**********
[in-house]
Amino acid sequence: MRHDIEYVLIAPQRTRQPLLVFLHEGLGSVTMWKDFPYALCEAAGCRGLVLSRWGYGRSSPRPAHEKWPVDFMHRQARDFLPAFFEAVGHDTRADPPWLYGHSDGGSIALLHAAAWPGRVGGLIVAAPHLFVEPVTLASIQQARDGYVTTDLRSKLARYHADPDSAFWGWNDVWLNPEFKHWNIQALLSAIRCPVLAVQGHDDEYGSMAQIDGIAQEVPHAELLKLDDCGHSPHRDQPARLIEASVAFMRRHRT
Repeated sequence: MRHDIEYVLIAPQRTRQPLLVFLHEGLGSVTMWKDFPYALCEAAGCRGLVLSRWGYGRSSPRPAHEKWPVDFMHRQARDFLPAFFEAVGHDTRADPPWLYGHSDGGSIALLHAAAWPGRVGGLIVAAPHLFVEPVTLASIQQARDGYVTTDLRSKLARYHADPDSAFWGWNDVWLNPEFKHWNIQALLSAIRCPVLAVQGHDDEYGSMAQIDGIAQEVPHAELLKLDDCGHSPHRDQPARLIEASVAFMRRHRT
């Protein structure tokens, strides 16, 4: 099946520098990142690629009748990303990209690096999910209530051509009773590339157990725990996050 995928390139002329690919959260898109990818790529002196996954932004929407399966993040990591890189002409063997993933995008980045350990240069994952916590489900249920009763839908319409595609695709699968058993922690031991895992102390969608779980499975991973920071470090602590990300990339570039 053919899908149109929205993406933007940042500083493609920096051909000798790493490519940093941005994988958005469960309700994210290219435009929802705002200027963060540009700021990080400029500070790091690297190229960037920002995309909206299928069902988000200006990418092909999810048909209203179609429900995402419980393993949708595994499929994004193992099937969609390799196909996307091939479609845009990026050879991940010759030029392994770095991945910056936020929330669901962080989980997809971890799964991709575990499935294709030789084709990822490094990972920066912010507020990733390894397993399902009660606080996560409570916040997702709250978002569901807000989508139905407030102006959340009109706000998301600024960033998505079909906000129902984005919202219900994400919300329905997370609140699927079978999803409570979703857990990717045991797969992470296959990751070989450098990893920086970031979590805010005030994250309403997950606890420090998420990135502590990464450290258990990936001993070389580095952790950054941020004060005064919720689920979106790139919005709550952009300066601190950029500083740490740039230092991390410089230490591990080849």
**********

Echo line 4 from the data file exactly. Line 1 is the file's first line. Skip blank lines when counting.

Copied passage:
């Protein structure tokens, strides 16, 4: 099946520098990142690629009748990303990209690096999910209530051509009773590339157990725990996050 995928390139002329690919959260898109990818790529002196996954932004929407399966993040990591890189002409063997993933995008980045350990240069994952916590489900249920009763839908319409595609695709699968058993922690031991895992102390969608779980499975991973920071470090602590990300990339570039 053919899908149109929205993406933007940042500083493609920096051909000798790493490519940093941005994988958005469960309700994210290219435009929802705002200027963060540009700021990080400029500070790091690297190229960037920002995309909206299928069902988000200006990418092909999810048909209203179609429900995402419980393993949708595994499929994004193992099937969609390799196909996307091939479609845009990026050879991940010759030029392994770095991945910056936020929330669901962080989980997809971890799964991709575990499935294709030789084709990822490094990972920066912010507020990733390894397993399902009660606080996560409570916040997702709250978002569901807000989508139905407030102006959340009109706000998301600024960033998505079909906000129902984005919202219900994400919300329905997370609140699927079978999803409570979703857990990717045991797969992470296959990751070989450098990893920086970031979590805010005030994250309403997950606890420090998420990135502590990464450290258990990936001993070389580095952790950054941020004060005064919720689920979106790139919005709550952009300066601190950029500083740490740039230092991390410089230490591990080849």